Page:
This testimony was presented at a hearing of the Senate Committee on Health, Education, Labor and Pensions on Fixing No Child Left Behind: Testing and Accountability on January, 21, 2015. West’s written testimony is available here. The hearing can be viewed here.
Chairman Alexander, Senator Murray, Members of the Committee:
Thank you for the opportunity to appear before you today. I would like to begin by congratulating the committee on putting the reauthorization of the Elementary and Secondary Education Act at the top of its legislative agenda for the 114th Congress. Nothing is more important to our nation’s future than ensuring that we provide all children with the opportunity to reach their full academic potential. Congress cannot do that on its own, but it can help by addressing the very real shortcomings of the most recent reauthorization, No Child Left Behind, and restoring the predictability with respect to federal policy that state and local officials need to carry out their work.
As you move forward with this important work, however, I would urge you not to lose sight of the positive aspects of No Child Left Behind. Above all, the law’s requirement that students be tested annually in reading and math in grades 3-8 and once in high school has provided parents, teachers, and other citizens with detailed information about students’ performance in these foundational subjects – and therefore the extent to which they have mastered skills that are prerequisites for other educational goals. This information has called attention to achievement gaps along lines of race, ethnicity and class, across entire states and within specific schools; it has ushered in a new era in education research; and it has made it possible to develop new indicators of schools’ performance based on their contribution to student learning. Research confirms that, by requiring states that had not previously implemented school accountability systems to do so, No Child Left Behind worked to generate modest improvements in student learning, concentrated in math and among the lowest-performing students – precisely those on whom the law was focused.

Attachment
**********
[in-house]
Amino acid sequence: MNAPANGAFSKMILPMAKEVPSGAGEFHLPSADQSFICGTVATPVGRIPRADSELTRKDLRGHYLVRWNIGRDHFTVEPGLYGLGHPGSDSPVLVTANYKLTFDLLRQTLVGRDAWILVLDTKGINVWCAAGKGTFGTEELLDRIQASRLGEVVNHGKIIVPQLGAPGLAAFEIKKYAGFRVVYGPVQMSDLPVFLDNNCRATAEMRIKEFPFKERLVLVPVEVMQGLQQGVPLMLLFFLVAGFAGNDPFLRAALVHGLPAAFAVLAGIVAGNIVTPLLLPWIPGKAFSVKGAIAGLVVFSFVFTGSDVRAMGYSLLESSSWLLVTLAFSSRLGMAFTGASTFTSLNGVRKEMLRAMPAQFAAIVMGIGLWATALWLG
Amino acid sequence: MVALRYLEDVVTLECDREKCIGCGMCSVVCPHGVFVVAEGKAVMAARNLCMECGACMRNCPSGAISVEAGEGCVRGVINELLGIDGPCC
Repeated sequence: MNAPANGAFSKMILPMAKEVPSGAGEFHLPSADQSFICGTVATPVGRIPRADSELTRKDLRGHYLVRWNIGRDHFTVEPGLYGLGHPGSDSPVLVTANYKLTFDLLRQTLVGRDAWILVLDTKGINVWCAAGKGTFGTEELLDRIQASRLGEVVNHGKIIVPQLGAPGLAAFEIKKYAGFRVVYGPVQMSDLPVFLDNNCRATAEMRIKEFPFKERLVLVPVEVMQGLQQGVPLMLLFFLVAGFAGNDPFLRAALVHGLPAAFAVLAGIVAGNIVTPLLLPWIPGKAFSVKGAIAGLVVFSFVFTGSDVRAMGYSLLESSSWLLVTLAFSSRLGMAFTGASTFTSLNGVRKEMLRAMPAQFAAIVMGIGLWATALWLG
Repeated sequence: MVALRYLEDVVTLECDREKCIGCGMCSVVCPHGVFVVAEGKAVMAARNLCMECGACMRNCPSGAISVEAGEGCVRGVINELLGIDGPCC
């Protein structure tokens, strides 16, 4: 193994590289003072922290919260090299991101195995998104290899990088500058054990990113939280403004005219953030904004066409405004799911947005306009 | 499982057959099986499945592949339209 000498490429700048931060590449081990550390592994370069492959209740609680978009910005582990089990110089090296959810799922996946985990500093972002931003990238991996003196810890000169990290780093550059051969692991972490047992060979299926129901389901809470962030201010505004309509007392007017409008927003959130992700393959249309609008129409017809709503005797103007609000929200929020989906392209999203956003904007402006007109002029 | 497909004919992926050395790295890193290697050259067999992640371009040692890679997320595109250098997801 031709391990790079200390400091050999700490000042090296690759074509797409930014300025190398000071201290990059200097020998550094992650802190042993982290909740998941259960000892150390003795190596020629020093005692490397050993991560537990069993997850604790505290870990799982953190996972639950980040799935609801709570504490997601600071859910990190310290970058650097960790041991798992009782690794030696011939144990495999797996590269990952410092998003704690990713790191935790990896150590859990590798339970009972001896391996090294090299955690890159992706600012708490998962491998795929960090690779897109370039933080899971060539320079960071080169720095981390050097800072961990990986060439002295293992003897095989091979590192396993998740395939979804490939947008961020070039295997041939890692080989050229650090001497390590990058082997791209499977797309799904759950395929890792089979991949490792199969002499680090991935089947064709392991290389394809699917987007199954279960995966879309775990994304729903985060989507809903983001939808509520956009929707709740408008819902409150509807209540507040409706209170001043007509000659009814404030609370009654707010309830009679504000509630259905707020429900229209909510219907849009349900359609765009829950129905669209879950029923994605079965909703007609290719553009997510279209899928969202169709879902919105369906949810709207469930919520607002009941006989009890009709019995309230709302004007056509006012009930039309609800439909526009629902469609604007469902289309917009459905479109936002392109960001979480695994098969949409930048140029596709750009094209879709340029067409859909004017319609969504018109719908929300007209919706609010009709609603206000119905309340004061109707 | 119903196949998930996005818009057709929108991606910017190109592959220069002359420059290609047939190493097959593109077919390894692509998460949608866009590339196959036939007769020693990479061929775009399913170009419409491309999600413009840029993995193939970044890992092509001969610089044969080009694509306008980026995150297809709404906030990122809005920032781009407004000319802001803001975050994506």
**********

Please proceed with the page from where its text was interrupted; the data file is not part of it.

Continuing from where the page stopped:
I say worked in the past tense, however, as the days when No Child Left Behind worked are behind us. As the law’s 2014 deadline for all students to be performing at grade-level approached, its accountability system became unworkable. Far too many schools were identified as under-performing, and the system lost its most critical asset: its credibility.
Recently concerns have also been raised about the amount of time students now spend taking standardized tests. We lack systematic data on the amount of time students nationwide spend taking standardized tests, nor do we know how much would be optimal. A handful of recent district- and state-level audits suggest that students spend 1-3% of the school year taking standardized tests, depending on the grade level, a figure that sounds appropriate given the value of the information they provide and evidence that test-taking itself can support learning. But we also know that some schools test far more than this, and that too many schools devote excessive time to narrow test-preparation activities in an attempt to avoid federally mandated accountability sanctions. The concerns voiced by parents and educators in these schools are legitimate.
But eliminating annual testing requirements is not necessary to address these concerns. Indeed, it would only make them harder to do so.